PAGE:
A jury of 12 people will decide whether 30-year-old John Michael Schnitker is guilty of first-degree murder in the stabbing death of 59-year-old Clinton Gartman.

Schnitker admits that he stabbed Gartman six times on the night of Sept. 26, 2015. But the case hinges on whether Schnitker killed Gartman in the course of committing or attempting to commit a burglary that night.

Schnitker testified Wednesday that he went into Gartman’s pickup truck that night to get methamphetamine, cigarettes or money.

Defense attorney Vaughn Neubauer argued Thursday there was no burglary because Schnitker and Gartman were friends and went into each other’s vehicles and dwellings with implicit permission countless times over the course of their relationship to take cigarettes, small amounts of money, or items of nominal value that the two treated as community property.

But prosecutors say Schnitker admitted he entered Gartman’s truck that night -- knowing he did not have permission -- with the intent of committing burglary.

“I was going to go get the eight-ball he had sitting in his… truck because his old lady told me he wasn’t there,” Schnitker said in a recorded Oct. 25 phone call from the Albany County Detention Center. “And then look who it is…”

“[Gartman] caught me,” Schnitker said in the recording.

Prosecutors also say the two were not friends the night of Sept. 26.

“Yeah, he’s the guy stealing all my [property],” Schnitker said in an Oct. 8 jail visitation.

Schnitker reportedly said in a police interview that he last saw Gartman months before the stabbing and had nothing to say to him at the time.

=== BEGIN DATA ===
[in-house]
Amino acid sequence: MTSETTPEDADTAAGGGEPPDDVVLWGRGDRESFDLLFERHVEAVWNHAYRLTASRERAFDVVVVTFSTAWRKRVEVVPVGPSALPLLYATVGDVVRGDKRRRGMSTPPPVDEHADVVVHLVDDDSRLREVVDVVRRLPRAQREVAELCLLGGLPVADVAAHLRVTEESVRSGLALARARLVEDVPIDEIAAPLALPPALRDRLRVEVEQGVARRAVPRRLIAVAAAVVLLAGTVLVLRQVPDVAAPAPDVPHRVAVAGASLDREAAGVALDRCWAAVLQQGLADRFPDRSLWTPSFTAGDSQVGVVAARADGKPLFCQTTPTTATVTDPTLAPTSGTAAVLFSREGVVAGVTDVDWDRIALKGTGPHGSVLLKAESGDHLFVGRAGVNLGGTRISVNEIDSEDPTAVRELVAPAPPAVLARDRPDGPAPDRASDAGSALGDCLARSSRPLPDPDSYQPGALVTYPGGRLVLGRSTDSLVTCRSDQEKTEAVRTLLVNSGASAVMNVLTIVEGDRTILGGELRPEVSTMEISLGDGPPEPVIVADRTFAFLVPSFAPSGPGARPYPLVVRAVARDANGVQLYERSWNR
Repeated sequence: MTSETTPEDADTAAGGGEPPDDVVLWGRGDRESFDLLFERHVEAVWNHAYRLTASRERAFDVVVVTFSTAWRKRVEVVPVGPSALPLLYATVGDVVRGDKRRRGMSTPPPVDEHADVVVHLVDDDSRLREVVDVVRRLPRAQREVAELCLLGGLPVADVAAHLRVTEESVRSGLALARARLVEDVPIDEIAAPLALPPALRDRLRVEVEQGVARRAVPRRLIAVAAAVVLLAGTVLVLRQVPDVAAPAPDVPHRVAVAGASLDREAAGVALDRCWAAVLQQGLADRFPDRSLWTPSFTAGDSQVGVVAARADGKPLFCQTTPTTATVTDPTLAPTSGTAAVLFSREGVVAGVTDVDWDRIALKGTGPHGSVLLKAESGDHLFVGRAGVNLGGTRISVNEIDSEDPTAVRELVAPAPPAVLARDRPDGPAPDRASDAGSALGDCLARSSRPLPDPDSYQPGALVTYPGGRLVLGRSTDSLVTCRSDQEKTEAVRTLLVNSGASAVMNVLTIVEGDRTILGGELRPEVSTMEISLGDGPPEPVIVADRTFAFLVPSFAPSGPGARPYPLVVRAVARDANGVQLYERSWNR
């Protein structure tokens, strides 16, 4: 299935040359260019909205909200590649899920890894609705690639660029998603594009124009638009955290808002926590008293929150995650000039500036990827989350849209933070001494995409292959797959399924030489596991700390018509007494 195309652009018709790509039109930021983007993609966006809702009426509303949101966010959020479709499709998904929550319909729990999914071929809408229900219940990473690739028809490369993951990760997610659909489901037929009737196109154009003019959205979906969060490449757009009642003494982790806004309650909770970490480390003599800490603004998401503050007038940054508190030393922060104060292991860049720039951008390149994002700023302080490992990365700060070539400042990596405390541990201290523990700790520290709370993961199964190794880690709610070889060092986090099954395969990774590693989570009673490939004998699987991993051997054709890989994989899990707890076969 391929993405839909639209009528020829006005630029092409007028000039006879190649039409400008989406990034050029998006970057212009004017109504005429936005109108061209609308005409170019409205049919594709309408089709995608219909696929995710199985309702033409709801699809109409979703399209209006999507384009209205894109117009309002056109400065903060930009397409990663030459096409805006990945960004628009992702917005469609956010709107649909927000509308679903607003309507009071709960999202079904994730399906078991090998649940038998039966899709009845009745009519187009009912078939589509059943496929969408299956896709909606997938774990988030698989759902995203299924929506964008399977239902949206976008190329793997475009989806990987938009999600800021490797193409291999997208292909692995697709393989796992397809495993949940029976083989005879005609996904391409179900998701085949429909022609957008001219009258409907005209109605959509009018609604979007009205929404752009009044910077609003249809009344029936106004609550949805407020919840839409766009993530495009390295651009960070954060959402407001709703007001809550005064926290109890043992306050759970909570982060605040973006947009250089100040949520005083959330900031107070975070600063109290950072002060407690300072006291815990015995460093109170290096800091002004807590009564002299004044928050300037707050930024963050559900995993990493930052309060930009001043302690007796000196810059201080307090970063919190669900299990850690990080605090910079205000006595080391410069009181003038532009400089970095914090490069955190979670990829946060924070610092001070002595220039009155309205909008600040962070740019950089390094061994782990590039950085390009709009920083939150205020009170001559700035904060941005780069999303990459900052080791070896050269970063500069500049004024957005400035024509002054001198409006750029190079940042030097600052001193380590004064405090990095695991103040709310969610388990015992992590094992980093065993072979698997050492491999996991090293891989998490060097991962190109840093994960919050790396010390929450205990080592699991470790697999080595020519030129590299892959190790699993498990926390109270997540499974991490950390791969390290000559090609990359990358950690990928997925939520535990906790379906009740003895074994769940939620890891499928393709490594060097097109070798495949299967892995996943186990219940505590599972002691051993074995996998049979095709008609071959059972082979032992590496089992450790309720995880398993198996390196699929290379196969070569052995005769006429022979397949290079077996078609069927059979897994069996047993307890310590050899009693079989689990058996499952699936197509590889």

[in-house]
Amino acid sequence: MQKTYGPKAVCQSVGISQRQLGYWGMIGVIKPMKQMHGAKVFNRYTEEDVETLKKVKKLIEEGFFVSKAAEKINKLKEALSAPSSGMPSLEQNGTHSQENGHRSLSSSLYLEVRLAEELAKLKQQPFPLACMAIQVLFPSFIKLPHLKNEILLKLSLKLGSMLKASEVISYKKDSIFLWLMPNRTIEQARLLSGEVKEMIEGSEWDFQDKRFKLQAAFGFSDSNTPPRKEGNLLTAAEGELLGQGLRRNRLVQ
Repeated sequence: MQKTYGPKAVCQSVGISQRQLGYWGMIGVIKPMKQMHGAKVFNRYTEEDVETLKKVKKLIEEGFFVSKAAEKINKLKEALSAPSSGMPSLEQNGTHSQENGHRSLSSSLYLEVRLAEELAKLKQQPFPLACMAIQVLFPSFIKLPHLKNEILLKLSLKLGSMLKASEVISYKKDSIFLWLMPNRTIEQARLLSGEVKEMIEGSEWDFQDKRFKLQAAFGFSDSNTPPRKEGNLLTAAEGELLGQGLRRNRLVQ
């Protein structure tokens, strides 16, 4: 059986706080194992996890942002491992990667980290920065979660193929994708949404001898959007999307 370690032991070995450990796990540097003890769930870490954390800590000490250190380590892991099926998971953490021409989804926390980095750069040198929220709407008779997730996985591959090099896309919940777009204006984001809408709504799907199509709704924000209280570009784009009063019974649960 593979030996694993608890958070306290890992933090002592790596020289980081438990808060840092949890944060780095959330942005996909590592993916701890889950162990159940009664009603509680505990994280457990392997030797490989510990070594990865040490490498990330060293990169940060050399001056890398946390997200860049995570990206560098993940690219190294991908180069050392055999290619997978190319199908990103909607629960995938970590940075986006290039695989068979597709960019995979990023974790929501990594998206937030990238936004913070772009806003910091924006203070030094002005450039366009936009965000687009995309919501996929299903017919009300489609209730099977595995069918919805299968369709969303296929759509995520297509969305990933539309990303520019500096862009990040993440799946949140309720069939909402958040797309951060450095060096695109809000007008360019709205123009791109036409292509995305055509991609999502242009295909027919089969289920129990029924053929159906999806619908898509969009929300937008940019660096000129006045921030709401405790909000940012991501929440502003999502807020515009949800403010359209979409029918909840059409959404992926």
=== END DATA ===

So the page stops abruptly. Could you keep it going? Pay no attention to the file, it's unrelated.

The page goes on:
“I won’t go near him. I won’t talk to him,” Schnitker reportedly said earlier in a police interview.

Schnitker says he fled the scene of the stabbing and did not know Gartman was dead until a police interview the next morning.

“Bound to happen the way he was… going,” Schnitker reportedly said upon hearing of Gartman's death.

In his closing argument, Prosecutor Rob Sanford told the jury that Schnitker’s priorities immediately after stabbing Gartman are very telling.

“He couldn’t take the time to call nine-one-one,” said Sanford. “But he did take the time to stash that murder weapon.”

“It’s a crafty alibi, isn’t it, to say that they were friends?” said Sanford. “It’s pretty convenient because Gartman is not here to say there’s no way they were friends.”

Sanford also said Schnitker contradicted himself in his testimony.

Throughout Schnitker’s testimony Wednesday afternoon and Thursday morning, he was able to recall certain details, such as where he left the knife he used to stab Gartman – but not others, such as why he made disparaging remarks about Gartman if the two were friends.

Sanford called it “selective amnesia.”

Neubauer described the friendship as “a love-hate relationship,” and argued that Gartman’s reaction to finding Schnitker in the pickup was a result of the amount of methamphetamine in his system at the time – 280 nanograms per milliliter, according to expert testimony.

“Clint Gartman reacted the way he did because he was a volatile man who changed his opinions on a nickel,” said Neubauer.

“It’s just doesn’t add up,” said Sanford. “It’s like throwing spaghetti at the wall.”

Sanford clarified in his closing argument that the state does not need to prove premeditation or intent by Schnitker to kill Gartman for a conviction under Wyoming's felony murder rule.

“The state is not arguing that the defendant intended to kill Clint Gartman,” said Sanford. “What we are arguing is that he intended to steal something from that truck and, in the course of that burglary, he killed Clint Gartman.”

“His claim that Clint Gartman gave him permission flies in the face of everything you’ve seen,” said Sanford. “It’s all too convenient.”